Last week, we watched Evolve: Eyes on the History Channel; tonight, shall we watch the next episode, Evolve: Guts, together? Tune in shortly!
A disgusting beginning: competitive eaters? Bleh. It’s a basic introduction to mammalian digestive physiology — I can tell we’re going to get lots of Big Vertebrate biology again.
They show a cool machine called Cloaca that simulates human digestion, with vats containing chemicals to act as the various chambers. They don’t bother to explain why this machine was built, but it is kind of weirdly interesting.
Once again, they openly say that the complexity of the digestive system evolved — that’s rather refreshing.
Yay! They go back to microorganisms 700 million years ago…for 30 seconds. Then we move on to Ediacaran organisms. The evidence shows that they weren’t photosynthetic, but were some kind of animal that had to have fed somehow, and probably were passive absorbers of drifting nutrients. They suggest that they were replaced by Cambrian organisms that had guts.
Jellyfish just have a sac, not a tube. Cambrian creatures had a more elaborate feeding system, allowing for sophisticated mobile predators, and we see an arms race. Nice animations of Anomalocaris all over the place!
Zip to the modern day: submersibles discover exotic deep sea worms that live on dead whale bones. They have no mouth or gut, so how do they eat bone? They were drilling in and bringing bacteria with them that broke down the bone, and then the worms absorbed the bacteria.
Hey, they mention bacteria, and talk about how digestive enzymes secreted by bacteria are predecessors, and are necessary for the extraction of food in our own guts.
They also mention fish and specialization of regions in the gut tube! More fish, please! But no, we’re going to go straight to tetrapods now, and the promise before the break is dinosaurs. Oh, well.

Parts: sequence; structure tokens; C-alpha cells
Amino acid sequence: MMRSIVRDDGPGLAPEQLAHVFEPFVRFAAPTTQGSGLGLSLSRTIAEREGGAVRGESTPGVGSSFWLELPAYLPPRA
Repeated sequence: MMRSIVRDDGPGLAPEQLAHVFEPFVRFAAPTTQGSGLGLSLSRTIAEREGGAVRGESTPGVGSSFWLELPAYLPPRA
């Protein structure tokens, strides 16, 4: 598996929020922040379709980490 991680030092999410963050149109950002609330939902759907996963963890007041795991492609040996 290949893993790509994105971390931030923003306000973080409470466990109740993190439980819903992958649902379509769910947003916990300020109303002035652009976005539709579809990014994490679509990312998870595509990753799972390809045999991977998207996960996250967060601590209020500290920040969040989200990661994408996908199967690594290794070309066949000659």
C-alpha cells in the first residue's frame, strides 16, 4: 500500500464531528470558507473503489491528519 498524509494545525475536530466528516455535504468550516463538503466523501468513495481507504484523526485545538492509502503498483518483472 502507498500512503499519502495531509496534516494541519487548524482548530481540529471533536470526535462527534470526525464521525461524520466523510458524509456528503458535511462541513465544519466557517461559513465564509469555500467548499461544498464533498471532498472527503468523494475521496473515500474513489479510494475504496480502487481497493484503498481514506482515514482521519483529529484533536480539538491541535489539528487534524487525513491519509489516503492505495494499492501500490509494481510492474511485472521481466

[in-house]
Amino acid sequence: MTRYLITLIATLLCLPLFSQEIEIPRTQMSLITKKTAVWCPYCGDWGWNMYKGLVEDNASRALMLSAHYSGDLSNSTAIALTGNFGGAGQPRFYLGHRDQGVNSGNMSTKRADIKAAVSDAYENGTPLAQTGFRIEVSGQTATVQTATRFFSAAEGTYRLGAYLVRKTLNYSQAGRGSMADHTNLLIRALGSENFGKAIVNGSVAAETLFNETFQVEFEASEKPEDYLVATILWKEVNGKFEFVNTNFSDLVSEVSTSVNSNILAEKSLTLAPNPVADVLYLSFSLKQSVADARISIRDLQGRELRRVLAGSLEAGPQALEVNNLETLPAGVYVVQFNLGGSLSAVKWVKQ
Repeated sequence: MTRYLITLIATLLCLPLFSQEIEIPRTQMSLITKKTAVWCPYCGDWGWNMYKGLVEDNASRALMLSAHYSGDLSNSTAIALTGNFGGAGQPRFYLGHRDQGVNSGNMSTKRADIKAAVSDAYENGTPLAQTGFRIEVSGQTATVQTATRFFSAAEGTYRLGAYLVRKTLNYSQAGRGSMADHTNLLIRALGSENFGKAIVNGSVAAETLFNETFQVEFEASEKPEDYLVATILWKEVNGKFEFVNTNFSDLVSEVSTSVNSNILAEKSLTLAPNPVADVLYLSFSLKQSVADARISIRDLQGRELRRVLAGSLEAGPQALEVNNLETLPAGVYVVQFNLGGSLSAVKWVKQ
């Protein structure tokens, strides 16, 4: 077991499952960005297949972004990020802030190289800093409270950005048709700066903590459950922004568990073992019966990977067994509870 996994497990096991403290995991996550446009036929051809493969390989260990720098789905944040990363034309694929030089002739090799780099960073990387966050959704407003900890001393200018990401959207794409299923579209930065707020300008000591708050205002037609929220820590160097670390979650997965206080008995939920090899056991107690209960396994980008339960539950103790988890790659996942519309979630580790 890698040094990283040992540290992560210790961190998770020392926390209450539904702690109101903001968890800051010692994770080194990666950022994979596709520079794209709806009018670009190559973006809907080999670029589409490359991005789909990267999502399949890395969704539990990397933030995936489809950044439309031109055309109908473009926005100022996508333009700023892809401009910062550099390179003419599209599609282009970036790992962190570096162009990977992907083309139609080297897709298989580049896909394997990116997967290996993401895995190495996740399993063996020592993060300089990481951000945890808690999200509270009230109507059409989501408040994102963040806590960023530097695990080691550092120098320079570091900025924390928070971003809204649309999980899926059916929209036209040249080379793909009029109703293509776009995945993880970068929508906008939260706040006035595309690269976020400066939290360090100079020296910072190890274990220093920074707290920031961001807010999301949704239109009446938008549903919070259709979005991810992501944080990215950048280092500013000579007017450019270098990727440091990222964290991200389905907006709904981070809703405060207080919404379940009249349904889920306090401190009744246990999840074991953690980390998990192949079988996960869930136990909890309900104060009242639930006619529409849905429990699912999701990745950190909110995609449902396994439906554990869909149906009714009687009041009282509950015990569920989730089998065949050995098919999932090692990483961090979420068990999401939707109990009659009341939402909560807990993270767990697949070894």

I’m really pining for more about the actual evolution of guts — and something about development. How can they talk about epithelial tubes without talking about development? Jumping to dinosaurs skips all the interesting stuff. Guts are done by the time you’ve got dinosaurs.
OK, dinosaurs. Yeah, yeah. They discuss gizzard stones and the relationship of dinosaurs to birds. Were dinosaurs warm-blooded? Their digestion was less croc-like and more bird like, determined by analyzing dinosaur coprolites, including T. rex droppings, which contain fragments of fossilized bone. They contain large quantities of bone, which suggests a croc-like eating pattern. But they also contains fragments of fossilized muscle tissue, which suggests that food passed through rapidly, like a bird. So it was a glutton that also had to eat frequently.
The K/T event meant that these big consumers all starved to death. The lead-in to the next section is all about snakes and mammals.
Snakes! Theyre going to talk about the evolution of feeding strategies (why not use cichlids, though? They’d be better). Oh…because you can show movies of snakes swallowing mice whole.
Nifty x-rays of poor mice dissolving in a snake’s gut.
Discussion of the ability of the snake to shut down its gut between meals. Microvilli lining the intestine actually contract while fasting, and increase in length when feeding.
20 million years ago, there was a widespread increase in grasslands that represented a new opportunity … but was hard to eat because much of it was bound up in cellulose. Ruminants evolved fermentation chambers. They show a surgically fistulated cow that allows researchers to get their hands right into a gut. They use bacteria to help break down tough plant material.
These adaptations promote the growth of herbivores…which leads to the evolution of predators.
Now it’s on to humans, of course. They suggest that maybe the key innovation in our ancestors wasn’t our brain, but guts: big-toothed, small-brained apes evolved into small-toothed, big-brained humans. A switch in diet to more meat, and the use of tools to ‘pre-digest’ food allowed us to have smaller guts. Cooking was another huge change that greatly improved the quality of the diet.
They measure the energy required by snakes to digest raw vs. cooked meat. Cooking reduces the cost of digestion by 12.5%. Human guts evolved to be more efficient, liberating more energy for the evolution of the brain.
OK, much like last week’s episode, this show’s strengths are also its weaknesses. The emphasis on charismatic megafauna may be great for catching the attention of casual viewers, but it leaves out all the important events in the evolution of these structures, and ends up emphasizing late refinements and details. Somehow, we need to get a documentary that brings up more molecules and development and the all-important teeny-tiny creatures, where the major innovations first appeared.
But still, I’m most impressed to see a television show that unapologetically discusses evolution as the only credible explanation for the appearance of these features.